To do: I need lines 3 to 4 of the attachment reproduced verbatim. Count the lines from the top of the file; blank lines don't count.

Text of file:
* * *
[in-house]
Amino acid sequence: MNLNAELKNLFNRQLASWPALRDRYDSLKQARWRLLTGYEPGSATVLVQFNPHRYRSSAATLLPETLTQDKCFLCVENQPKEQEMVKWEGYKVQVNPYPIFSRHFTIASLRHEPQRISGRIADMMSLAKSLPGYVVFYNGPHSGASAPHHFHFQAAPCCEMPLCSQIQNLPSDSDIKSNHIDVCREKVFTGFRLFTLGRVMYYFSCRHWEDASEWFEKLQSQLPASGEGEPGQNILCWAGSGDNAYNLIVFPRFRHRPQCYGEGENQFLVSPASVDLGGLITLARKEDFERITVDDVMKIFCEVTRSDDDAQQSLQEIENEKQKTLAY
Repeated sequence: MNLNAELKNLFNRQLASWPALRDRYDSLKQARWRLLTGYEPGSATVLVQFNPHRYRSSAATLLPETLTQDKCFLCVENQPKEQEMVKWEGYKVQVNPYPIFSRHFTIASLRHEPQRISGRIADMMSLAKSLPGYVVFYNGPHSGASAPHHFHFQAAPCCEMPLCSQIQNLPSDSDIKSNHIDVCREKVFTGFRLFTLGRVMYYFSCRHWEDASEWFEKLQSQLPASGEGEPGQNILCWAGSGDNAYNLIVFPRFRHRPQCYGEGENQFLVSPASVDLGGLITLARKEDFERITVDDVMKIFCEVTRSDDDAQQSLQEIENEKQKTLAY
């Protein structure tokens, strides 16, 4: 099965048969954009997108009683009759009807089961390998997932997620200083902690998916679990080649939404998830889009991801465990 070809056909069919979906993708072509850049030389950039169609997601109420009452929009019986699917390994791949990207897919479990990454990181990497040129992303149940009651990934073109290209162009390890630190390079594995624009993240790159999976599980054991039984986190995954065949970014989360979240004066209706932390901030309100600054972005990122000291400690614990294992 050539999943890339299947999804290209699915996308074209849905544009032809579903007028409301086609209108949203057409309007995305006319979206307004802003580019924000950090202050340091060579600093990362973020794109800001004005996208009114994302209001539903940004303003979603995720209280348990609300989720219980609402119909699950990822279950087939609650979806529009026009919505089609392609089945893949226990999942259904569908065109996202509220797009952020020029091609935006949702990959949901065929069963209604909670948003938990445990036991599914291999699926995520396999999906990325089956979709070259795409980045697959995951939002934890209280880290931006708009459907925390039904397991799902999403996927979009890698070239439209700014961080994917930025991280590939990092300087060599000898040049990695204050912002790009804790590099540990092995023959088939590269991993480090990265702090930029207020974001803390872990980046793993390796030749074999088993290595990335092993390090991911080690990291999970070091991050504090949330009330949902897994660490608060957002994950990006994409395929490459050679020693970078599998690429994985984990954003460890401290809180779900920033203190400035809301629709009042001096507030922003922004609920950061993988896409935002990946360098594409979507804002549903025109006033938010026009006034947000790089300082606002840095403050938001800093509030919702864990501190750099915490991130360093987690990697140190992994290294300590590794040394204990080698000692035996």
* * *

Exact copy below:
Repeated sequence: MNLNAELKNLFNRQLASWPALRDRYDSLKQARWRLLTGYEPGSATVLVQFNPHRYRSSAATLLPETLTQDKCFLCVENQPKEQEMVKWEGYKVQVNPYPIFSRHFTIASLRHEPQRISGRIADMMSLAKSLPGYVVFYNGPHSGASAPHHFHFQAAPCCEMPLCSQIQNLPSDSDIKSNHIDVCREKVFTGFRLFTLGRVMYYFSCRHWEDASEWFEKLQSQLPASGEGEPGQNILCWAGSGDNAYNLIVFPRFRHRPQCYGEGENQFLVSPASVDLGGLITLARKEDFERITVDDVMKIFCEVTRSDDDAQQSLQEIENEKQKTLAY
């Protein structure tokens, strides 16, 4: 099965048969954009997108009683009759009807089961390998997932997620200083902690998916679990080649939404998830889009991801465990 070809056909069919979906993708072509850049030389950039169609997601109420009452929009019986699917390994791949990207897919479990990454990181990497040129992303149940009651990934073109290209162009390890630190390079594995624009993240790159999976599980054991039984986190995954065949970014989360979240004066209706932390901030309100600054972005990122000291400690614990294992 050539999943890339299947999804290209699915996308074209849905544009032809579903007028409301086609209108949203057409309007995305006319979206307004802003580019924000950090202050340091060579600093990362973020794109800001004005996208009114994302209001539903940004303003979603995720209280348990609300989720219980609402119909699950990822279950087939609650979806529009026009919505089609392609089945893949226990999942259904569908065109996202509220797009952020020029091609935006949702990959949901065929069963209604909670948003938990445990036991599914291999699926995520396999999906990325089956979709070259795409980045697959995951939002934890209280880290931006708009459907925390039904397991799902999403996927979009890698070239439209700014961080994917930025991280590939990092300087060599000898040049990695204050912002790009804790590099540990092995023959088939590269991993480090990265702090930029207020974001803390872990980046793993390796030749074999088993290595990335092993390090991911080690990291999970070091991050504090949330009330949902897994660490608060957002994950990006994409395929490459050679020693970078599998690429994985984990954003460890401290809180779900920033203190400035809301629709009042001096507030922003922004609920950061993988896409935002990946360098594409979507804002549903025109006033938010026009006034947000790089300082606002840095403050938001800093509030919702864990501190750099915490991130360093987690990697140190992994290294300590590794040394204990080698000692035996």